It starts off spicy, and once you bite into it you really get the lime taste, and it sort of cools things down a bit. You’ll still have a bit of spiciness lingering in your mouth after you have a few handfuls but you’ll never be left needing water or anything. And by the way, you really shouldn’t drink water if you are trying to get the spicy taste out of your mouth. Instead, go for a cucumber, or a banana.

The mix is great, but really it is great only without the corn puffs.

Chex Mix Xtreme Habanero Lime Snack Mix Closeup

The crunchy Cheetos-shaped abominations are the least spicy of everything, probably because they don’t retain much of the seasoning, and they are also the most disgusting. I cannot describe how much I hate those awful things. They are very dry and crunchy, but don’t provide much else. It’s like if you stripped the cheese off Cheetos and they were just corn puffs. But why would anybody want to do that? You get a tiny bit of flavor out of the seasoning, but it is not enough to make up for the fact that… well, to make up for the fact that they are useless and should not be in the bag in the first place.

I have eaten many varieties of Chex Mix, but these corn puffs are the single most out-of-place item I have found in any mix. I wish they had kept the mini breadsticks in the mix and not put in the corn puffs. It would have been exceptional, as opposed to just being pretty good.

If I was stranded on an island and the only thing I had to eat was the corn puffs, I would just make a swim for it. Okay, so I wouldn’t really swim for it because I’m not extreme enough and have an overwhelming fear of sharks and jellyfish, but I still would not eat them!

Looking past the annoying spelling of “extreme” and the corn puffs, this Chex Mix is a really nice addition to the ever-growing group.

(Nutrition Facts – 2/3 cup – 140 calories, 40 calories from fat, 4.5 grams of total fat, 1 gram of saturated fat, 230 milligrams of sodium, 24 grams of carbohydrate, 1 gram of dietary fiber, 3 grams of sugar, and 2 grams of protein.)

Item: Chex Mix Xtreme Habanero Lime Snack Mix
Purchased Price: $2.69
Size: 8 oz. bag
Purchased at: Hy-Vee
Rating: 7 out of 10
Pros: Seasoning is just the right amount of spicy. Skateboarding down a mountain while juggling a fighting tiger and bear. Roadhouse.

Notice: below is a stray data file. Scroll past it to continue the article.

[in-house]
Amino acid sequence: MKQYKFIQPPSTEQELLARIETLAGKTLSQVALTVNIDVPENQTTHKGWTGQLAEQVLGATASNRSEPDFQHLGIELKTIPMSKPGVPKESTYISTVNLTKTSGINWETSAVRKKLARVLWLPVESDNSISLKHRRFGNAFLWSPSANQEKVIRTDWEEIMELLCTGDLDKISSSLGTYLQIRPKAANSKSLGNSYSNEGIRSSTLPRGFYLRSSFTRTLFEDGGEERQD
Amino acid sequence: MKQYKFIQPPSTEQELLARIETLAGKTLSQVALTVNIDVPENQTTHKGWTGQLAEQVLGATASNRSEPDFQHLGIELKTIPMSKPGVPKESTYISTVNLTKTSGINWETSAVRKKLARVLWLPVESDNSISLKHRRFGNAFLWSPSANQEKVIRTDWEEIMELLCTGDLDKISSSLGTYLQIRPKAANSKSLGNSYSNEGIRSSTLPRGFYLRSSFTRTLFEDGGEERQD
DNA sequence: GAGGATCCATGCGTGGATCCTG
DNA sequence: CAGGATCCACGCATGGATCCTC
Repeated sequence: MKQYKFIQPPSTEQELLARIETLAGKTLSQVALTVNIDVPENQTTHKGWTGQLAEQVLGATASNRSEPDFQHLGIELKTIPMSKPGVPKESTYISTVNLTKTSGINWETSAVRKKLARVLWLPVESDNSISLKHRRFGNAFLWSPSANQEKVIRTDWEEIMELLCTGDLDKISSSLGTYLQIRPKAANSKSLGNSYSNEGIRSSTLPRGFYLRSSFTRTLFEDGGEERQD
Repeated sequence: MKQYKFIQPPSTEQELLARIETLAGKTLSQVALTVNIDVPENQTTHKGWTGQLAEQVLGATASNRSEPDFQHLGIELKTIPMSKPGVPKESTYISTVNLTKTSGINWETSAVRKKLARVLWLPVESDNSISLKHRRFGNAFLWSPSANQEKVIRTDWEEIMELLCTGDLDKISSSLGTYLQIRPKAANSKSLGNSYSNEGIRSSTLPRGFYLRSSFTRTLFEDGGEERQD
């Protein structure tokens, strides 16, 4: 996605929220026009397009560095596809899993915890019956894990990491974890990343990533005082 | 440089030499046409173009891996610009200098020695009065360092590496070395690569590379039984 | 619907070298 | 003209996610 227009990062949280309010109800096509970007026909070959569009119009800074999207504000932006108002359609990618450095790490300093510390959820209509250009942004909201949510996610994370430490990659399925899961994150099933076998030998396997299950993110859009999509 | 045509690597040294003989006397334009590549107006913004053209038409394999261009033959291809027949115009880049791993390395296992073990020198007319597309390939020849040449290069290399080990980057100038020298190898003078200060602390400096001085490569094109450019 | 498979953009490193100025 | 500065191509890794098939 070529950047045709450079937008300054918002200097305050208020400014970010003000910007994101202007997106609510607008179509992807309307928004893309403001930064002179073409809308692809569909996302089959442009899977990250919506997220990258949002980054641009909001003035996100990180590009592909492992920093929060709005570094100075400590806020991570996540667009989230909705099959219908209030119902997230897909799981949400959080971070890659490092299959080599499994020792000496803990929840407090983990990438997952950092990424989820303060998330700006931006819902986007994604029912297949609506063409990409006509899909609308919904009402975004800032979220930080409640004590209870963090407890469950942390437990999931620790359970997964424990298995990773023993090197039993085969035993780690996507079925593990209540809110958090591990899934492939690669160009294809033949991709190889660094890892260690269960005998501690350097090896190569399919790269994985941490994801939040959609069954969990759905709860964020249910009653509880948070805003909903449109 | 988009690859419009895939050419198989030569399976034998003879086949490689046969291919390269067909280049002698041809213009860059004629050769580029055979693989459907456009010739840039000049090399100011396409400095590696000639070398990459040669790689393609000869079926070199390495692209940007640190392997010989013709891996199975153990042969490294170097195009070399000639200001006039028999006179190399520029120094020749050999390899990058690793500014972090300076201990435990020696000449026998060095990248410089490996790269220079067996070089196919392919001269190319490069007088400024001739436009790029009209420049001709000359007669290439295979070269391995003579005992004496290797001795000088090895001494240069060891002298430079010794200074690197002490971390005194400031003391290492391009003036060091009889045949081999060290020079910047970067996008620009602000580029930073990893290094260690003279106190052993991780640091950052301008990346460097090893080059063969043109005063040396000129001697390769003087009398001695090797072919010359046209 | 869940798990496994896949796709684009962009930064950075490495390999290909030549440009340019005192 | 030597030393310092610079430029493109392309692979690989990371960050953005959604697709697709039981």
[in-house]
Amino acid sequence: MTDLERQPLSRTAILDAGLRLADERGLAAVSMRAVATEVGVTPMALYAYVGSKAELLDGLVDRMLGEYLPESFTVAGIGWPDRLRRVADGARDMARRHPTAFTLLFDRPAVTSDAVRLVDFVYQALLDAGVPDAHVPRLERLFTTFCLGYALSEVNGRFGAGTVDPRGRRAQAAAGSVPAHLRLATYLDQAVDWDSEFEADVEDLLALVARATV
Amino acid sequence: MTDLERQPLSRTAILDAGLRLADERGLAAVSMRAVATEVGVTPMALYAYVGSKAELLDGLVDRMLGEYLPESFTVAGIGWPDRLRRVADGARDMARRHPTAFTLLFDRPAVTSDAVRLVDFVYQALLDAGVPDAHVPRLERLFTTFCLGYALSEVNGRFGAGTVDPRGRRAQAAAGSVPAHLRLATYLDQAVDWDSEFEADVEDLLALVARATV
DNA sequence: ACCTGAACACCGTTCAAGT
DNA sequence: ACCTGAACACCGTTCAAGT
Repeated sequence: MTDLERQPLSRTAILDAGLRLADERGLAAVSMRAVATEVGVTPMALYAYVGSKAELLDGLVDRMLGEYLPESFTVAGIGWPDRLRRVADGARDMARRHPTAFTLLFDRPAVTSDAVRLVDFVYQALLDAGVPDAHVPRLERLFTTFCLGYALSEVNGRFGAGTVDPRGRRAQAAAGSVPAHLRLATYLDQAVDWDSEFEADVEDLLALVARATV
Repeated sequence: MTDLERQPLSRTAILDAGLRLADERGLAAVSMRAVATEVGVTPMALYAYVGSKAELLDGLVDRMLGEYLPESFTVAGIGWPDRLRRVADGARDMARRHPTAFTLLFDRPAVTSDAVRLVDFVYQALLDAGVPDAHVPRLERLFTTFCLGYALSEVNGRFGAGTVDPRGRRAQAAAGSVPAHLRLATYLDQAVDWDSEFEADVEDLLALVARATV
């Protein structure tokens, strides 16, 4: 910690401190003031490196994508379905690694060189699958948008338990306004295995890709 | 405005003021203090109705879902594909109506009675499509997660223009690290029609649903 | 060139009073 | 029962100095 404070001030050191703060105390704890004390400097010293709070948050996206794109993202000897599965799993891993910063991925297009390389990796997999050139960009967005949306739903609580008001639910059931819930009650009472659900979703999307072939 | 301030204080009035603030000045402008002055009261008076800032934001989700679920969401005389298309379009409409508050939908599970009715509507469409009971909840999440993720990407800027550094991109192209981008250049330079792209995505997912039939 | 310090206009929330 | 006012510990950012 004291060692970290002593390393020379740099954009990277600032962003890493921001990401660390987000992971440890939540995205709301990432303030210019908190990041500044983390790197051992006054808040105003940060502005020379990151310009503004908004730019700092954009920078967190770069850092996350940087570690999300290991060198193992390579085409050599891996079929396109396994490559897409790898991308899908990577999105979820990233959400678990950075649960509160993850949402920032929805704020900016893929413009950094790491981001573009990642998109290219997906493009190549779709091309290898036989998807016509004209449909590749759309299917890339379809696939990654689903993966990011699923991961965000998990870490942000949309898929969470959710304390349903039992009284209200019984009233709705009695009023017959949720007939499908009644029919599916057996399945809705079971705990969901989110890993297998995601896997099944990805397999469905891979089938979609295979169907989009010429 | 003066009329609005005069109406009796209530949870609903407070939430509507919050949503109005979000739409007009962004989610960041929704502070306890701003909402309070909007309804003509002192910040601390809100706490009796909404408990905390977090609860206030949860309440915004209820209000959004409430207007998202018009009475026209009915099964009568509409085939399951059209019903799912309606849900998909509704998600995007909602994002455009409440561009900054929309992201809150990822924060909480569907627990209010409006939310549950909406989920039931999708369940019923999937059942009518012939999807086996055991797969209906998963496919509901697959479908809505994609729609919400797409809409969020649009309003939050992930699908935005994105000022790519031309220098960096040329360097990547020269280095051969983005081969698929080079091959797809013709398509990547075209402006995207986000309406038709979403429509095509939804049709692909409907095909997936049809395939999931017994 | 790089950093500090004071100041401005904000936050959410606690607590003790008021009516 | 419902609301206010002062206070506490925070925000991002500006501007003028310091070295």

Cons: Corn puffs are gross. Fear of jellyfish. Realizing that you are, in fact, not extreme at all.

REVIEW: Krispy Kreme Carrot Cake Doughnut

Krispy Kreme Carrot Cake Doughnut

Advice to my 3-year-old self from the future:

1) Don’t put Barbie in the microwave.
2) Alistair Cookie is your mentor. Watch him. Glean from him many morals.
3) Remember: Play-Doh hamburgers are not actual hamburgers, even when you dip them in Ranch dressing.

Somewhere down this list, I’d probably put, “Try, just try, to eat your carrots.” While I always liked my broccoli, it’s the carrots that gave me grief as a kid. They’re sweet, but stringy. Woodsy, but super “orange-y.” Absolutely mushy when overcooked, but slap me sideways when done right. I hate them. But I love them.

So I’m celebrating my love/hate relationship. And celebrations demand sugar and sugar demands cake and cake demands to be deep-fried. That’s the scientific chain of events, right?

Well, that’s what Krispy Kreme thinks with their newest iteration on deep-fried toroids, all gussied up to resemble carrot cake.

Krispy Kreme Carrot Cake Doughnut Deep fried cake of vegetables

Devotees of the dense cake doughnut, celebrate: this dough is a solid cake specimen, sturdy enough for the deepest dip in your tea/coffee/milkshake. While perhaps a smidge dry, it’s chock full of a cinnamon-sugar-honey sweetness accompanied by specks of raisin nibs and carrot shreds that give it a little zing. Said carrot and raisin nibbles may not be abundant in number, but are present enough to add their trademark sweetness without making the doughnut taste like Old McDonald’s Farm.